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This UK startup engineered a clever way to reuse waste heat from cloud computing

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By illuminem briefings 🌎

· 2 min read


illuminem summarizes for you the essential news of the day. Read the full piece on MIT Tech Review or enjoy below

🗞️ Driving the news: Heata, an English startup, has created an innovative cloud network that uses the heat generated by computer processors to provide free hot water
• Co-founded by physicist Chris Jordan, the system has been prototyped in Godalming, England, and leverages technology that allows excess heat from computing to be transferred to home boilers

🔭 The context: The use of computers' wasted heat for other purposes has been a concept in the works, but only now has it been executed effectively
• By connecting servers to home boilers via a patented thermal bridge, Heata offers a unique solution to both heating and sustainable data management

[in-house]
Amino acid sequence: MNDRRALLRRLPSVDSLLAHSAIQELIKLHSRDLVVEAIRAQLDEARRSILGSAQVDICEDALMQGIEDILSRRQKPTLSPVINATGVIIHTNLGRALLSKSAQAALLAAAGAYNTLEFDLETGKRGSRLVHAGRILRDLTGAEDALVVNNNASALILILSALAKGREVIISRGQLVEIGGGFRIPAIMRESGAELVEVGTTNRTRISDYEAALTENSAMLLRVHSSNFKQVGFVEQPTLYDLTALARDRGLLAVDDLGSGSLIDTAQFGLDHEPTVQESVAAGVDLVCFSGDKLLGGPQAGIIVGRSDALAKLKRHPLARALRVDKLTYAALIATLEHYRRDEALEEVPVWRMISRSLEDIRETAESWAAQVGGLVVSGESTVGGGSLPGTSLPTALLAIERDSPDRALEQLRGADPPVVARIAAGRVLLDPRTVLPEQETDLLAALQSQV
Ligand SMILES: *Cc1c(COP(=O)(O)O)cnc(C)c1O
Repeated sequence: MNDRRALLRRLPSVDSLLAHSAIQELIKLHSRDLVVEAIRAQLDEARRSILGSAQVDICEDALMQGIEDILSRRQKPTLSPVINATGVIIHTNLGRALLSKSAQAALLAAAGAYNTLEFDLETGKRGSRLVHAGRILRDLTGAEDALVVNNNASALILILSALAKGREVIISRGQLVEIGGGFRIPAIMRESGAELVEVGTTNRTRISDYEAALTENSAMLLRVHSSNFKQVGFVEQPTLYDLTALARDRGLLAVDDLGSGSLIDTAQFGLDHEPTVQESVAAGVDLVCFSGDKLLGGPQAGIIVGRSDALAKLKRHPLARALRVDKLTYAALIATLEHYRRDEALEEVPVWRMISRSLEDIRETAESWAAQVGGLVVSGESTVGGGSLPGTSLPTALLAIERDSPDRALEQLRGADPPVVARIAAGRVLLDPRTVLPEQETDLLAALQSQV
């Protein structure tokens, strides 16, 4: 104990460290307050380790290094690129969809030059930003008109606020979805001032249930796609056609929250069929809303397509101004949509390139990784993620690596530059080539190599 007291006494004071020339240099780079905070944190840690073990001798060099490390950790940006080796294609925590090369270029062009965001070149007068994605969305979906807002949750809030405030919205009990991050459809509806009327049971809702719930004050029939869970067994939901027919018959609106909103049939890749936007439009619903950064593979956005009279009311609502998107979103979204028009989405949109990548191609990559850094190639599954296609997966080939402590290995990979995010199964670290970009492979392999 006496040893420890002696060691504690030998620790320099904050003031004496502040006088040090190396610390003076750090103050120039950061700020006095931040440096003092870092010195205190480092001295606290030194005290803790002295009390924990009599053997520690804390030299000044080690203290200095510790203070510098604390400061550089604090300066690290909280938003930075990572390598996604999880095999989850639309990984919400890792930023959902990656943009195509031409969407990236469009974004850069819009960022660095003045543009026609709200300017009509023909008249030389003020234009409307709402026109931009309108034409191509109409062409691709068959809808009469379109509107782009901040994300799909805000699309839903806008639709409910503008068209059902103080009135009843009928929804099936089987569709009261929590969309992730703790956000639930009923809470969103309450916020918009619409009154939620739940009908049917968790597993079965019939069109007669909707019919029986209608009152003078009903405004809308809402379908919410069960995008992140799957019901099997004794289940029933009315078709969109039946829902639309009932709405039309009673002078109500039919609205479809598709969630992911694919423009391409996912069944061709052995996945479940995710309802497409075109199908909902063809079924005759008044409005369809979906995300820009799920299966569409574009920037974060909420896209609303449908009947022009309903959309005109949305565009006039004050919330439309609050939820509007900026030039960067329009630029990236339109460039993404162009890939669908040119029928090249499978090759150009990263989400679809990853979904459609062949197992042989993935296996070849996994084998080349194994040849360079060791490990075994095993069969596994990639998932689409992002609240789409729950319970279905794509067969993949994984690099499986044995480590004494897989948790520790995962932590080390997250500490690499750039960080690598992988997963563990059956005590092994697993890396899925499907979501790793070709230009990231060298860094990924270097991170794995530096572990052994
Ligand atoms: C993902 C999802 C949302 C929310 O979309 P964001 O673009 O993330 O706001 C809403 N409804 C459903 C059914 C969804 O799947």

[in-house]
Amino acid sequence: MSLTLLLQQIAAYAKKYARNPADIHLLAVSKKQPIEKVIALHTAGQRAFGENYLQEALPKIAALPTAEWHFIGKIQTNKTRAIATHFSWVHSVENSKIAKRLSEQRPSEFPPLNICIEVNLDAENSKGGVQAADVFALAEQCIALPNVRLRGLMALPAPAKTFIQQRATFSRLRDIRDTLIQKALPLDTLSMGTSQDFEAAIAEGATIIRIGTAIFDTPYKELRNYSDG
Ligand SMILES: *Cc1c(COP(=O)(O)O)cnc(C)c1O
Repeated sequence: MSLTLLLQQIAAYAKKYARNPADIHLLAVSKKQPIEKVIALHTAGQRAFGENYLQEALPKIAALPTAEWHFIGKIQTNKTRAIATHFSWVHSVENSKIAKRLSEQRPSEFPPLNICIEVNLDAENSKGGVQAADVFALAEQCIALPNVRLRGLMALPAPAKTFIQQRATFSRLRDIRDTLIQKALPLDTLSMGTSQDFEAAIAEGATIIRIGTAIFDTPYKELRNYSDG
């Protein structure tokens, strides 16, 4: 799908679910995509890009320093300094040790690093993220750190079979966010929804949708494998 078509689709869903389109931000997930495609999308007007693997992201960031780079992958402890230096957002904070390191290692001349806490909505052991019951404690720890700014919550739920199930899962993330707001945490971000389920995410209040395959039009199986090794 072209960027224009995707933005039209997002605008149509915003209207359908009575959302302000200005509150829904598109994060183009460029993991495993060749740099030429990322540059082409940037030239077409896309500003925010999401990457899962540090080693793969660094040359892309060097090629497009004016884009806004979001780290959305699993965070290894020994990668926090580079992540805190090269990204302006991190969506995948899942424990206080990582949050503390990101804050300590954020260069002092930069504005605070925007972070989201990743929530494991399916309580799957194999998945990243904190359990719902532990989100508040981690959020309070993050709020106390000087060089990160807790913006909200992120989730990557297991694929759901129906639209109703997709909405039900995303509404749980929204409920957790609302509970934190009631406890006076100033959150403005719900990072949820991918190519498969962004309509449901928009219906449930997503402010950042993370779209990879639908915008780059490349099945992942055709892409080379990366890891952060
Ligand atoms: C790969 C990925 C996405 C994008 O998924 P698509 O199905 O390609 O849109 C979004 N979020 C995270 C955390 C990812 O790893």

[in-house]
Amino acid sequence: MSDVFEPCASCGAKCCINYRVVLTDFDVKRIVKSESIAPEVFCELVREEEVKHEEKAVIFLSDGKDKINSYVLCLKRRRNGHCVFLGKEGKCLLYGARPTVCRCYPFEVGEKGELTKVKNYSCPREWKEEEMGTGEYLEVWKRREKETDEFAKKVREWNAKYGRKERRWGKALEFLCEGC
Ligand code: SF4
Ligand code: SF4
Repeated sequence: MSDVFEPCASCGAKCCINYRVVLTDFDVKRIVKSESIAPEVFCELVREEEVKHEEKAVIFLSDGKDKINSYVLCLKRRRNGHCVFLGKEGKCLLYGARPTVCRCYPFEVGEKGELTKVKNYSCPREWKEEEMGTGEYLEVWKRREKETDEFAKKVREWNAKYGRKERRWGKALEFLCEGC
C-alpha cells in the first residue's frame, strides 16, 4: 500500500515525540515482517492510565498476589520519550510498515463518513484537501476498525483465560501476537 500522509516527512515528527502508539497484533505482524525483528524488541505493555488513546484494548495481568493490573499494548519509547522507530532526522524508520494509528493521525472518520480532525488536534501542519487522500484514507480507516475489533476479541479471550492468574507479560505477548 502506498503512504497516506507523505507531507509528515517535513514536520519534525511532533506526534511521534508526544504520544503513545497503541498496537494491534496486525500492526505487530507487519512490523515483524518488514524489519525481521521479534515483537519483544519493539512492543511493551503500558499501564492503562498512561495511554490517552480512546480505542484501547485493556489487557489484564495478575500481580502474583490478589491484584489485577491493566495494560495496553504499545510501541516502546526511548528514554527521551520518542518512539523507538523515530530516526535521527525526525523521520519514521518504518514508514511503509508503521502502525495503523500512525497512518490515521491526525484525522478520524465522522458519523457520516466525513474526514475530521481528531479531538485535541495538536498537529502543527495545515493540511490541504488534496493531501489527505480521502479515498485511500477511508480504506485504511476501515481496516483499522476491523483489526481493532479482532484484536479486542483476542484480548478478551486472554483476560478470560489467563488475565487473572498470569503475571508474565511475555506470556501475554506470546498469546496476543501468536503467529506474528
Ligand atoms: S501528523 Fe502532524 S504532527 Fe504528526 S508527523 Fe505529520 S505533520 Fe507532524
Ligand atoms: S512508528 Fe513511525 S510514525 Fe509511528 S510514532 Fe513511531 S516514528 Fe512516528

The startup has become part of Innovate UK's Net Zero Cohort

🌎 Why does it matter for the planet: Heata's method introduces a radical shift towards sustainable data centers and reduces energy-intensive cooling methods
• Each server installed prevents one ton of carbon dioxide equivalent per year from being emitted

⏭️ What's next: After a successful trial in Surrey County, with 80 units installed and 30 more slated for installation by October's end, Heata's solution is set to expand
• By using electricity twice and reducing emissions, it may become a model for sustainable technological innovation

💬 One quote: "Heata's solution is particularly elegant, using electricity twice—providing services to a rapidly growing industry (cloud computing) and providing domestic hot water" (Mike Pitts, deputy challenge director of Innovate UK)

📈 One stat: Each Heata server prevents one ton of carbon dioxide equivalent per year from being emitted and saves homeowners an average of £250 on hot water annually
• A considerable discount in a region where 13% of inhabitants struggle to afford heat

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